Pisana Conaro was the daughter of Federico Conaro and married 5 October 1739. Upon his election as doge, the spouse demanded to reintroduce the ceremony of the Solemn Entry of the dogaressa, as well as the other ceremonies surrounding her, rituals which had been abolished during the 17th century. The 22 April 1763, dogaressa Pisana therefore celebrated her entry followed by all the traditional rituals, such as to receive the representatives from the city guilds, with the exception of the coronation. These ceremonies attracted much attention and were seen as a sign that the former grandness of Venice should return.
Pisana was described as a simple and retiring person, more interested in her household than in her role as dogaressa, who abhorred pomp and became popular for her involvement in charity. In 1766, she presided at the marriage of her son to Francesca Grimani. She was deeply affected by the early death of her daughter-in-law, and lost interest in public life. She spent much of her time at the country villa in Cordiguano, where she was popular as a good employer.
In the work "On the Character, Customs, and Female Mind", the French academician Thomas described her: "Let us mention a Venetian matron who was really wise, pious, and gifted with dignity as well as excellent qualities. She was not old when she died. People will at once perceive that I am alluding to Pisana Cornaro Mocenigo, whose nobleness of character, piety, and learning were unrivalled, and besides amusing herself with astronomical observations and natural history, took a singular pleasure in the study of anatomy, in which she made such great progress that she excited the admiration of the illustrious Frotomedico Santorini, and also of the immortal Giambattista Morgagni, prince of the anatomists of our time. We have scattered these few flowers on the tomb of the late renowned Dogaressa, although her happy spirit is sufficiently requited by the tribute of tears and constant regret offered to her memory by her loving husband, H. Serene H. Alvise Mocenigo."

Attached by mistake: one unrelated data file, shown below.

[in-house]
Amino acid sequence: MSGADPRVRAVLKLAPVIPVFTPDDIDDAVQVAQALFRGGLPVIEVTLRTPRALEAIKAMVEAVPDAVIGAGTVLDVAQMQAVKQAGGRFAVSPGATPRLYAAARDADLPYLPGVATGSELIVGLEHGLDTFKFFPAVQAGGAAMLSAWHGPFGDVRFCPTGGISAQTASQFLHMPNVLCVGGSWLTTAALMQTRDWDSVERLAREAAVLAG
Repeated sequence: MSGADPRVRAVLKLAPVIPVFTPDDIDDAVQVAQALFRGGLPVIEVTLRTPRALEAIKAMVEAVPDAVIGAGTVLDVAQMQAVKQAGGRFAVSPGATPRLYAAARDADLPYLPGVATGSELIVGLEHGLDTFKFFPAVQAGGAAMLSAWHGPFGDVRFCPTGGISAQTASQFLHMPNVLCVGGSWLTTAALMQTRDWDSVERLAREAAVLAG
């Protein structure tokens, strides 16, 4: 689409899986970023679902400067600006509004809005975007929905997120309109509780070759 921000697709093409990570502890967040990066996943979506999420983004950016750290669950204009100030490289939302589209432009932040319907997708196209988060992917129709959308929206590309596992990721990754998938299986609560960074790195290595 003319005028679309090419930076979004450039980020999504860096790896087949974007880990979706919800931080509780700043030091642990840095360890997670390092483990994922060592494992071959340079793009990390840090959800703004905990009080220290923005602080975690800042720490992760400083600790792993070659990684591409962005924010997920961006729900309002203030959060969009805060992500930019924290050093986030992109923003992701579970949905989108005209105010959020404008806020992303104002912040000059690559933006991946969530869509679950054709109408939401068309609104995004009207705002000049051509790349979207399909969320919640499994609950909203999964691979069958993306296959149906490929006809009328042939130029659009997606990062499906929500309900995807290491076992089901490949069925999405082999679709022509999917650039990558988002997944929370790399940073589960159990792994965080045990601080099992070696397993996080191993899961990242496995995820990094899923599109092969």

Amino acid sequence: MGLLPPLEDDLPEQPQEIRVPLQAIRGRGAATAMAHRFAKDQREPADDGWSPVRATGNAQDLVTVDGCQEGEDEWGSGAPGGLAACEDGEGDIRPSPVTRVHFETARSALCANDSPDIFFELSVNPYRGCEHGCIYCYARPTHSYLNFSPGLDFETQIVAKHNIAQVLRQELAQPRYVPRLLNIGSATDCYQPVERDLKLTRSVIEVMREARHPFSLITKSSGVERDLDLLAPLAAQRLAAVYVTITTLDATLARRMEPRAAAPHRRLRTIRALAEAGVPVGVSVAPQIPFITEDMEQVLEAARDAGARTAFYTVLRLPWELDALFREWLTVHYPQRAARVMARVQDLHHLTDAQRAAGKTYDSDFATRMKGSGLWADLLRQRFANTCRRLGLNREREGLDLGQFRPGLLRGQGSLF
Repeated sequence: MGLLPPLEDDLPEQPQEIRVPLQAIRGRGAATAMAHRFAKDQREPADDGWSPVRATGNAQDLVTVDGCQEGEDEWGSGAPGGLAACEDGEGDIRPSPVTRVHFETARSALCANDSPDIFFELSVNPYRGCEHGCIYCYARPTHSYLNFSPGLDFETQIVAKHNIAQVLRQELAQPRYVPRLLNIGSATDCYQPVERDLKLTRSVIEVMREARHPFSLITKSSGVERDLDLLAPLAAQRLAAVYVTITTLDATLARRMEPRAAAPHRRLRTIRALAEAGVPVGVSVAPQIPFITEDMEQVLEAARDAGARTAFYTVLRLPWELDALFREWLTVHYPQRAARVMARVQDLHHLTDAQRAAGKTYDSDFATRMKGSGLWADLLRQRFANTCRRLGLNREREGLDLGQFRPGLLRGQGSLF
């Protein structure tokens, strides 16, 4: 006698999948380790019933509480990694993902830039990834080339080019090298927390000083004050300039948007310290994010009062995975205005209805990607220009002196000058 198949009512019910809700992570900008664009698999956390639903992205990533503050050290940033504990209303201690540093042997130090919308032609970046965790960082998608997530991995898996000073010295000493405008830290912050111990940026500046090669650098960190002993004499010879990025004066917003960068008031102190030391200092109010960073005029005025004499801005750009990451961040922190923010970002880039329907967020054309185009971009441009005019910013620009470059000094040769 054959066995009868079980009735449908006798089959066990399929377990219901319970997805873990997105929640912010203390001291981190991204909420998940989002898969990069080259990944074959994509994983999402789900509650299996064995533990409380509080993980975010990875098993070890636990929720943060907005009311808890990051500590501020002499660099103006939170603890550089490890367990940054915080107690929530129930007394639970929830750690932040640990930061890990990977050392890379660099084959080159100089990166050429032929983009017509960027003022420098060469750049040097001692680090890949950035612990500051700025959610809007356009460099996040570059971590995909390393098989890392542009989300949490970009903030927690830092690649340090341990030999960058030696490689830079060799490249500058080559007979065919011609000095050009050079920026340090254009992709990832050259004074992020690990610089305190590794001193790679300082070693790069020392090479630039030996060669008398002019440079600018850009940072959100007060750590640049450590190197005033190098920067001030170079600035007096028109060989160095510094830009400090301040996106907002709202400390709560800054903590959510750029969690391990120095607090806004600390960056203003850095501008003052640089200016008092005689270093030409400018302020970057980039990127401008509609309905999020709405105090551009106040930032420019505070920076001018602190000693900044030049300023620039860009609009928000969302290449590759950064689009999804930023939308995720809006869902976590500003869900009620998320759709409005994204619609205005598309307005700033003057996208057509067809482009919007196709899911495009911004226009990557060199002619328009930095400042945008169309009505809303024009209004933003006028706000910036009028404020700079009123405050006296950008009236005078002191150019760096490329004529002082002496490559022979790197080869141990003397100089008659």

After her death, her spouse remarried Polissena Contarini Da Mula in 1771, though she does not seem to have played to part of dogaressa in a ceremonial sense as much as did Pisana Conaro, though she did become the center of the literary circle her consort gathered on his private villa.
- Staley, Edgcumbe: The dogaressas of Venice : The wives of the doges, London : T. W. Laurie, 1910
- Louisa Lauw: The Dogaressa
|Dogaressa of Venice
|Polissena Contarini Da Mula|